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Rise to challenge
‘Metamorphoses’ production tackles tough scenes
By ED CULLEN

Wednesday, a packed house saw “Metamorphoses” on Pay-What-You-Can-Night. The students, along with the rest of the more than 270 people in the building, gave the show a standing ovation.

Zimmerman’s 2002 Broadway hit borrows from about a dozen Greek myths in Ovid’s epic poem, “Metamorphoses.” Ovid was born 43 B.C. and died sometime A.D. in exile. His smarty pants, sophisticated work has lost little over the centuries...

This scene with Eros and his lover, Psyche, pales, however, to Rebecca Buller and Nick Erickson as Myrrha cursed by Aphrodite with lust for Myrra’s father, Cinyras.

Buller does some physically demanding acting with grace and control that make the scene all the more horrifying.

Derek Mudd, playing Midas as we might expect to see the man with the golden touch making a pitch to the Downtown Development District, is good. He’s funny, suave, flawed and convincing as the father who unintentionally turns his daughter into a golden statue. Buller, as the daughter, again shines. She’s used to good advantage in another physically demanding scene as “Hunger,” who’s been inflicted upon Erysichthon (Erickson).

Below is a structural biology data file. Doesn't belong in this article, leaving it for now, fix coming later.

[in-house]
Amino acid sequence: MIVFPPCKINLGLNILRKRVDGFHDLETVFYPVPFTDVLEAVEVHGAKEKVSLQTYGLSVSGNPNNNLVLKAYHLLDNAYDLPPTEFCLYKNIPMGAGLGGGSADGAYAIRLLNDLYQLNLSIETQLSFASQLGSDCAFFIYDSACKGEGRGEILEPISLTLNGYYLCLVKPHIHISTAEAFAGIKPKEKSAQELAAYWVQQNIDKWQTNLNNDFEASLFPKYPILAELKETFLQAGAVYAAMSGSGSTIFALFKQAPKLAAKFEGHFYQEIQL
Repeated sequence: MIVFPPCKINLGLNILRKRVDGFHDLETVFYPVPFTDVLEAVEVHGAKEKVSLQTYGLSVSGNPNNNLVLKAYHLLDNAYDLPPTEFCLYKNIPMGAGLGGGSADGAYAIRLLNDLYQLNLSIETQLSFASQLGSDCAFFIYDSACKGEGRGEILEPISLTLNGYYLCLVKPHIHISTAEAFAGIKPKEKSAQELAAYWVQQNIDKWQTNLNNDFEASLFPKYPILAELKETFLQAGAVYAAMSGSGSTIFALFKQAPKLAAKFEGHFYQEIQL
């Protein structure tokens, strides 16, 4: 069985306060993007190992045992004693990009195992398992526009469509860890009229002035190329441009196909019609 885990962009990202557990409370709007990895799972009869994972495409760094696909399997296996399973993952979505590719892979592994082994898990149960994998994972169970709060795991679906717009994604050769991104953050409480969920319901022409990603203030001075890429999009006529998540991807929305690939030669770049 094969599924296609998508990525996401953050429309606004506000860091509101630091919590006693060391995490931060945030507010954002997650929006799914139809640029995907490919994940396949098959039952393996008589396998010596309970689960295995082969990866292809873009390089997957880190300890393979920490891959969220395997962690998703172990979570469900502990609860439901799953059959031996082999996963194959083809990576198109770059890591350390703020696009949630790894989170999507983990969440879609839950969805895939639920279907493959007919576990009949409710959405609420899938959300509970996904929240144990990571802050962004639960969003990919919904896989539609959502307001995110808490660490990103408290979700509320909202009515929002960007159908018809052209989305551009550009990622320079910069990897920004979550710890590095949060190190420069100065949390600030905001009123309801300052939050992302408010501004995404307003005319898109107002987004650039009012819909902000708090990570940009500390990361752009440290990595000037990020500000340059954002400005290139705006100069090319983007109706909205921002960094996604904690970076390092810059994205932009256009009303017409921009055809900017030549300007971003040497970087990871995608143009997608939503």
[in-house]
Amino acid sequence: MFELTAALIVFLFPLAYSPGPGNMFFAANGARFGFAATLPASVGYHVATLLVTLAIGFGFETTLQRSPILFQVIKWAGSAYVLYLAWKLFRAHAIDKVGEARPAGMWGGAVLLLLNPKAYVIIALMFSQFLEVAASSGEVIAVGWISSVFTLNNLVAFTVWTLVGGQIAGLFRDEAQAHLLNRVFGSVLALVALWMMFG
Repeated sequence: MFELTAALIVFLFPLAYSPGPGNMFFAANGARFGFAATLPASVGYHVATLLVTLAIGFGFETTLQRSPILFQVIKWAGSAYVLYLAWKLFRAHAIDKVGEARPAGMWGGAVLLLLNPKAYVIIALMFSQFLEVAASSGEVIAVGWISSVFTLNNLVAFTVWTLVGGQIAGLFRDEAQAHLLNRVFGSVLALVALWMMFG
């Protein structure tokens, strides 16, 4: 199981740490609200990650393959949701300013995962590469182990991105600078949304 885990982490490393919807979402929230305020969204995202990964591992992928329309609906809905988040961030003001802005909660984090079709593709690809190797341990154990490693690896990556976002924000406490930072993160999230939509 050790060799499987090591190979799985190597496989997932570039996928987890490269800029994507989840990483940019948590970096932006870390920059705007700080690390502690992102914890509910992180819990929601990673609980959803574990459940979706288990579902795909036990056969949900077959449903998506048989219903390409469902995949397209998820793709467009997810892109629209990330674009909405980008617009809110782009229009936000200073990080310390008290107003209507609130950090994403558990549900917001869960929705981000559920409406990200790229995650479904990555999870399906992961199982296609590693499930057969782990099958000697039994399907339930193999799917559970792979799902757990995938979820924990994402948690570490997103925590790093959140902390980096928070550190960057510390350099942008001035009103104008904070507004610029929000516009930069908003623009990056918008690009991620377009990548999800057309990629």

This is audience participation theater whether the audience wants to participate or not. A 30-foot by 16-foot, 4,000-gallon swimming pool is the dominant feature in Nels Anderson’s set.

In the Erysichthon scene, Erickson turns Gallagher. People on the front rows of the three-bank theater get wet. If you sit down front, stick a poncho in your back pocket.


The production team was thrilled to receive the following message from Artistic Director Michael Tick:

"It was incredibly exciting for Kristin and me to accept the 2006 Governor's Arts Award on behalf of Swine Palace.

Derek Gordon, who was the master of ceremonies, assisted by Lt. Governor Mitch Landrieu could not have been more gracious and complimentary in their support. Gordon actually broke from his script to plug METAMORPHOSES, which he told me he enjoyed much more than the New York production."

Michael S. Tick
Chair, LSU Department of Theatre
Artistic Director, Swine Palace

 

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